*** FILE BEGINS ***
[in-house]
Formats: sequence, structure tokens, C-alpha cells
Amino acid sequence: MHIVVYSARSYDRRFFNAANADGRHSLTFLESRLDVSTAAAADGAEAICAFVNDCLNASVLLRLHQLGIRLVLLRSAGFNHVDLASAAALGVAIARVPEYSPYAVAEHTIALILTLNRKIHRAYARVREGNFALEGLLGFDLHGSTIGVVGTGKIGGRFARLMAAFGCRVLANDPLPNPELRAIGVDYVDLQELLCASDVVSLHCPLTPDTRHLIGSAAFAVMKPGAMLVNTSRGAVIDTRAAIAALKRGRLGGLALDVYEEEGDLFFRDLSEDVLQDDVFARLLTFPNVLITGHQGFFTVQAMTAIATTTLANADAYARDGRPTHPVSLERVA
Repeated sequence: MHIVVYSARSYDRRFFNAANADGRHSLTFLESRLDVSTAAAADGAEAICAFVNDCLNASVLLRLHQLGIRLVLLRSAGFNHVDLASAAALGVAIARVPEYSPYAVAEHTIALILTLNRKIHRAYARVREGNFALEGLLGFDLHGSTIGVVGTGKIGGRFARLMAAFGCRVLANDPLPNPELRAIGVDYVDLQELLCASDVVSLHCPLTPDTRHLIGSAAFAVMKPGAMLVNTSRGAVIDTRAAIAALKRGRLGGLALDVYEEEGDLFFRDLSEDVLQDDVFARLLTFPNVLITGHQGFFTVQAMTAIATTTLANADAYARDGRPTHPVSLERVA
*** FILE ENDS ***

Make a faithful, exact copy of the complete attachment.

[in-house]
Formats: sequence, structure tokens, C-alpha cells
Amino acid sequence: MHIVVYSARSYDRRFFNAANADGRHSLTFLESRLDVSTAAAADGAEAICAFVNDCLNASVLLRLHQLGIRLVLLRSAGFNHVDLASAAALGVAIARVPEYSPYAVAEHTIALILTLNRKIHRAYARVREGNFALEGLLGFDLHGSTIGVVGTGKIGGRFARLMAAFGCRVLANDPLPNPELRAIGVDYVDLQELLCASDVVSLHCPLTPDTRHLIGSAAFAVMKPGAMLVNTSRGAVIDTRAAIAALKRGRLGGLALDVYEEEGDLFFRDLSEDVLQDDVFARLLTFPNVLITGHQGFFTVQAMTAIATTTLANADAYARDGRPTHPVSLERVA
Repeated sequence: MHIVVYSARSYDRRFFNAANADGRHSLTFLESRLDVSTAAAADGAEAICAFVNDCLNASVLLRLHQLGIRLVLLRSAGFNHVDLASAAALGVAIARVPEYSPYAVAEHTIALILTLNRKIHRAYARVREGNFALEGLLGFDLHGSTIGVVGTGKIGGRFARLMAAFGCRVLANDPLPNPELRAIGVDYVDLQELLCASDVVSLHCPLTPDTRHLIGSAAFAVMKPGAMLVNTSRGAVIDTRAAIAALKRGRLGGLALDVYEEEGDLFFRDLSEDVLQDDVFARLLTFPNVLITGHQGFFTVQAMTAIATTTLANADAYARDGRPTHPVSLERVA